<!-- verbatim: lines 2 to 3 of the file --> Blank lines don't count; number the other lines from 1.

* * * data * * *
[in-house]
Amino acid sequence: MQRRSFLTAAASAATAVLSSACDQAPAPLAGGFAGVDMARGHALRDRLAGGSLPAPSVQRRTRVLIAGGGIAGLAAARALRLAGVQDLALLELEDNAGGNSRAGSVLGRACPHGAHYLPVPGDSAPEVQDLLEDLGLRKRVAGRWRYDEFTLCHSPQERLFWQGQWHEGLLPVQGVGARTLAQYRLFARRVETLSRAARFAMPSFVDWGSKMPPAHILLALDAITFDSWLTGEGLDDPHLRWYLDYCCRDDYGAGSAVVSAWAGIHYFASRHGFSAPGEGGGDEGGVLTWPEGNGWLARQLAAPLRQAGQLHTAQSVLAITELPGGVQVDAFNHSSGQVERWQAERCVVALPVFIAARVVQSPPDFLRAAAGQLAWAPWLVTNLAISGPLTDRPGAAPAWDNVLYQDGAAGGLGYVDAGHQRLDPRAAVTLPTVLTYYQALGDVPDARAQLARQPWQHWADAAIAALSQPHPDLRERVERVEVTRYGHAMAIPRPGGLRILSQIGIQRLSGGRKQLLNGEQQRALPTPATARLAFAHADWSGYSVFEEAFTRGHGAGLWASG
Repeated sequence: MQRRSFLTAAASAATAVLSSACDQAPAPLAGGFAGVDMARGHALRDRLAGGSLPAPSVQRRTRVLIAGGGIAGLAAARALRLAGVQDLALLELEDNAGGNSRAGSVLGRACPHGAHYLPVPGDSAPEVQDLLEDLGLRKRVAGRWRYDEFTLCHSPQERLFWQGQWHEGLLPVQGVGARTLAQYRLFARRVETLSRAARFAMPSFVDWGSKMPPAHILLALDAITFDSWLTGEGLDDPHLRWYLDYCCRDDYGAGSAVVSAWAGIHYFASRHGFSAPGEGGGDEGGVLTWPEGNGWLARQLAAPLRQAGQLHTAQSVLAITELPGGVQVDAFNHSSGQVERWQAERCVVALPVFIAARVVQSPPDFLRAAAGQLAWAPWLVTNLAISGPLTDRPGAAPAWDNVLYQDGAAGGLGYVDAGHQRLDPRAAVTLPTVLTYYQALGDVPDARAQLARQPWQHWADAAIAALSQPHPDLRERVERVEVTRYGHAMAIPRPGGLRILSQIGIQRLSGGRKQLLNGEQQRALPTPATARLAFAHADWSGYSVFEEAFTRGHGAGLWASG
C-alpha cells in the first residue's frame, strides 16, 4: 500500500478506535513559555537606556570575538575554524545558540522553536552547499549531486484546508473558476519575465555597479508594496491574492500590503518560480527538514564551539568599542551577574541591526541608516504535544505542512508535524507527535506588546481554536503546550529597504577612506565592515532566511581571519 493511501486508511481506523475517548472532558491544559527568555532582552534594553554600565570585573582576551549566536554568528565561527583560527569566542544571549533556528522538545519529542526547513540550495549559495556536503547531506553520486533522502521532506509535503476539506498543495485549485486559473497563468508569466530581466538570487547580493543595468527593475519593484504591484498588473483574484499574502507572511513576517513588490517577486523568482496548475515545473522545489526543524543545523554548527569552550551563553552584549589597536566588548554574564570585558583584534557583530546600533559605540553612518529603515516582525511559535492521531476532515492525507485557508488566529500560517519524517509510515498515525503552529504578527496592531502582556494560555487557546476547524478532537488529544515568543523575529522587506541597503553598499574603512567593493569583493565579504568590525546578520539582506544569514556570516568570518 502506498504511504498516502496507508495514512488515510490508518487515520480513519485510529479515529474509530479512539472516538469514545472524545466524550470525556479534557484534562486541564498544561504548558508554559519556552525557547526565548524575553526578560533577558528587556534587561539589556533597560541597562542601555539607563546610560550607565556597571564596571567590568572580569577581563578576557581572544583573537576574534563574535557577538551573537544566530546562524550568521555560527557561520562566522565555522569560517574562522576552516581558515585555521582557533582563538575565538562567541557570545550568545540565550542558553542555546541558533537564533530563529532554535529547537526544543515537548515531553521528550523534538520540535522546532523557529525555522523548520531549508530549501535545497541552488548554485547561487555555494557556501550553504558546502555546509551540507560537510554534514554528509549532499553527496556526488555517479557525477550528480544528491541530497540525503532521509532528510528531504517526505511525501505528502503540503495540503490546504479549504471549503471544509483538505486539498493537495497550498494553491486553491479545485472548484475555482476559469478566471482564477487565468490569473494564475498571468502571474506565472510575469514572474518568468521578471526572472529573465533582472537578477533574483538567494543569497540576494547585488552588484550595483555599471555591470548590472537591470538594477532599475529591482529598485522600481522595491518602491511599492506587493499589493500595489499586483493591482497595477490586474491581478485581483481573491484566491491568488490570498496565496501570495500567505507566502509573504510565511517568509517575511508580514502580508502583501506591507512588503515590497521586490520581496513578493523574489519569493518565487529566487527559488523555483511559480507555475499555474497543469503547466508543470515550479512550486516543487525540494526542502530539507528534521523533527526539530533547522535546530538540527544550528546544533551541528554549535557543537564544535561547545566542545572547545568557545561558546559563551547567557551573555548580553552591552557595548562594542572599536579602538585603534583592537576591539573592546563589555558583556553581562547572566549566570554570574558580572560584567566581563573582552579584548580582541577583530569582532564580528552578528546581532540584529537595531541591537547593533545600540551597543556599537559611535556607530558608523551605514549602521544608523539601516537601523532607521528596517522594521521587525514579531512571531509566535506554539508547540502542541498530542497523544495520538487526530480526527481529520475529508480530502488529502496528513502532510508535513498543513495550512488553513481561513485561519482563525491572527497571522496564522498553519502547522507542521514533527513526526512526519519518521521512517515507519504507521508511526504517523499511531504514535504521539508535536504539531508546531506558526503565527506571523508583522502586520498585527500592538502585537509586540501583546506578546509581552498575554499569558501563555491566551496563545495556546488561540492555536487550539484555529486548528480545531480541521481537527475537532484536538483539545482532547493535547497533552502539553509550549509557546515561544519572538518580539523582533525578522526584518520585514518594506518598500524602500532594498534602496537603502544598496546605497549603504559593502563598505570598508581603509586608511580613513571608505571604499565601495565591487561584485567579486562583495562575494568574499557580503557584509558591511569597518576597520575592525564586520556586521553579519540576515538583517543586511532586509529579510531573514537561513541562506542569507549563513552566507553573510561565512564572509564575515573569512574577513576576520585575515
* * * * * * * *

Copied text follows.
Amino acid sequence: MQRRSFLTAAASAATAVLSSACDQAPAPLAGGFAGVDMARGHALRDRLAGGSLPAPSVQRRTRVLIAGGGIAGLAAARALRLAGVQDLALLELEDNAGGNSRAGSVLGRACPHGAHYLPVPGDSAPEVQDLLEDLGLRKRVAGRWRYDEFTLCHSPQERLFWQGQWHEGLLPVQGVGARTLAQYRLFARRVETLSRAARFAMPSFVDWGSKMPPAHILLALDAITFDSWLTGEGLDDPHLRWYLDYCCRDDYGAGSAVVSAWAGIHYFASRHGFSAPGEGGGDEGGVLTWPEGNGWLARQLAAPLRQAGQLHTAQSVLAITELPGGVQVDAFNHSSGQVERWQAERCVVALPVFIAARVVQSPPDFLRAAAGQLAWAPWLVTNLAISGPLTDRPGAAPAWDNVLYQDGAAGGLGYVDAGHQRLDPRAAVTLPTVLTYYQALGDVPDARAQLARQPWQHWADAAIAALSQPHPDLRERVERVEVTRYGHAMAIPRPGGLRILSQIGIQRLSGGRKQLLNGEQQRALPTPATARLAFAHADWSGYSVFEEAFTRGHGAGLWASG
Repeated sequence: MQRRSFLTAAASAATAVLSSACDQAPAPLAGGFAGVDMARGHALRDRLAGGSLPAPSVQRRTRVLIAGGGIAGLAAARALRLAGVQDLALLELEDNAGGNSRAGSVLGRACPHGAHYLPVPGDSAPEVQDLLEDLGLRKRVAGRWRYDEFTLCHSPQERLFWQGQWHEGLLPVQGVGARTLAQYRLFARRVETLSRAARFAMPSFVDWGSKMPPAHILLALDAITFDSWLTGEGLDDPHLRWYLDYCCRDDYGAGSAVVSAWAGIHYFASRHGFSAPGEGGGDEGGVLTWPEGNGWLARQLAAPLRQAGQLHTAQSVLAITELPGGVQVDAFNHSSGQVERWQAERCVVALPVFIAARVVQSPPDFLRAAAGQLAWAPWLVTNLAISGPLTDRPGAAPAWDNVLYQDGAAGGLGYVDAGHQRLDPRAAVTLPTVLTYYQALGDVPDARAQLARQPWQHWADAAIAALSQPHPDLRERVERVEVTRYGHAMAIPRPGGLRILSQIGIQRLSGGRKQLLNGEQQRALPTPATARLAFAHADWSGYSVFEEAFTRGHGAGLWASG